SPRINGFIELD — A bill introduced in the Illinois House would reshuffle the second-largest prosecutorial office in the United States.
Introduced by state Rep. Deanne M. Mazzochi, an Elmhurst Republican, House Bill 4446 would create five elected deputy state’s attorney positions in the Cook County State’s Attorney’s Office. Each deputy would be tasked with the same authority as the state’s attorney.
“It does not make sense to me that a single person has control over prosecutorial discretion and judicial policies throughout such a large, diverse county,” Mazzochi said in an emailed statement.
“It is not unreasonable to add more local accountability to ensure that individuals are being properly represented,” she said.
The bill would retain the elected state’s attorney position and require it to “arbitrate any disputes between [d]eputy [s]tate’s [a]ttorneys concerning powers, jurisdiction, operations and negotiate and approve any shared operations between two or more offices of [d]eputy [s]tate’s [a]ttorneys.”
A spokeswoman for Cook County State’s Attorney Kim Foxx said her office opposes the bill.
Serving a four-year term, each deputy state’s attorney’s would represent three Cook County judicial subcircuit districts, respectively.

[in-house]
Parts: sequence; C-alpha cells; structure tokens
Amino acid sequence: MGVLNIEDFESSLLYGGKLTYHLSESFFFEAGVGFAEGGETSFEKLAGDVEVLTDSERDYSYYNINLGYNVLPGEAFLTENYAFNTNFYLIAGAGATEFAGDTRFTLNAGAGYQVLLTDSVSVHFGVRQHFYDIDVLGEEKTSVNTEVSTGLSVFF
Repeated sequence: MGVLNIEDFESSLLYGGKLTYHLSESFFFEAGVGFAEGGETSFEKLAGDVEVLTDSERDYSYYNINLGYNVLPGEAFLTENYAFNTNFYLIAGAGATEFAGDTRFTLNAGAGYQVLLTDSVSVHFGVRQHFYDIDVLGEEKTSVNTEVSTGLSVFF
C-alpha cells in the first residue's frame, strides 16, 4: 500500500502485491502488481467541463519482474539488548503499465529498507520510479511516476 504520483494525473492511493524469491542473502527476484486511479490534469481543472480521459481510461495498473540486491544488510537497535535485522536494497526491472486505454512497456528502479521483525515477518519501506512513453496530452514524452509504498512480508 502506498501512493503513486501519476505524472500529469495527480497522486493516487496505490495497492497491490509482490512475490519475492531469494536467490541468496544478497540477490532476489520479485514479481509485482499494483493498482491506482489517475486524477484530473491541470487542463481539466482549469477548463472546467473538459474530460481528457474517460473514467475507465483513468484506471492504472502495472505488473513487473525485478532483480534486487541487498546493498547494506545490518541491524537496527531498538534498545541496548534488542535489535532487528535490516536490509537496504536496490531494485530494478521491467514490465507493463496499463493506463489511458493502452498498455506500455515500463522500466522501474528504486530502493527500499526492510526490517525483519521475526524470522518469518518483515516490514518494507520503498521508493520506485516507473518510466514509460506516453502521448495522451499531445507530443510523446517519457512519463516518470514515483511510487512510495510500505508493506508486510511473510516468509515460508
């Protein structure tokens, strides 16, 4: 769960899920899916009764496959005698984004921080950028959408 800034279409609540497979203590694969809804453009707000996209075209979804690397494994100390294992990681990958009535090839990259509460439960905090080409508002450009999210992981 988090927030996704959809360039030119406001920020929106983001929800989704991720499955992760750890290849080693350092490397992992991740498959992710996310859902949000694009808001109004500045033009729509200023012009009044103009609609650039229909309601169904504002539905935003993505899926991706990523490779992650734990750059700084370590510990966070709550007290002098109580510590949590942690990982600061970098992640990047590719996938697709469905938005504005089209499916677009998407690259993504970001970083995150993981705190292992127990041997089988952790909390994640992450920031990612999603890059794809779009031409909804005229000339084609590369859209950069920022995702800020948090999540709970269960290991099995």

The county currently has 15 judicial subcircuit districts, which would be divided between the five deputy state’s attorneys.
The bill breaks down that jurisdiction as: Districts 1, 2 and 15; Districts 3, 5 and 14; Districts 6, 7 and 8; Districts 4, 10 and 11; and Districts 9, 12 and 13.
Mazzochi, a partner at Rakoczy Molino Mazzochi Siwik LLP, said the bill is an attempt to bring “local prosecutorial power” to Cook County, which spreads more than 1,635 square miles and has a population of 5.18 million people as of 2018, according to the U.S. Census Bureau.
“The existence of separate judicial districts in the first place are a recognition of the fact that there is a benefit to having more localized decision-making,” Mazzochi said. “I think residents across Cook County should have more of a say in the adjudication that is being done in their name.”
The bill, which has not been assigned to a committee, would take effect before the 2024 election.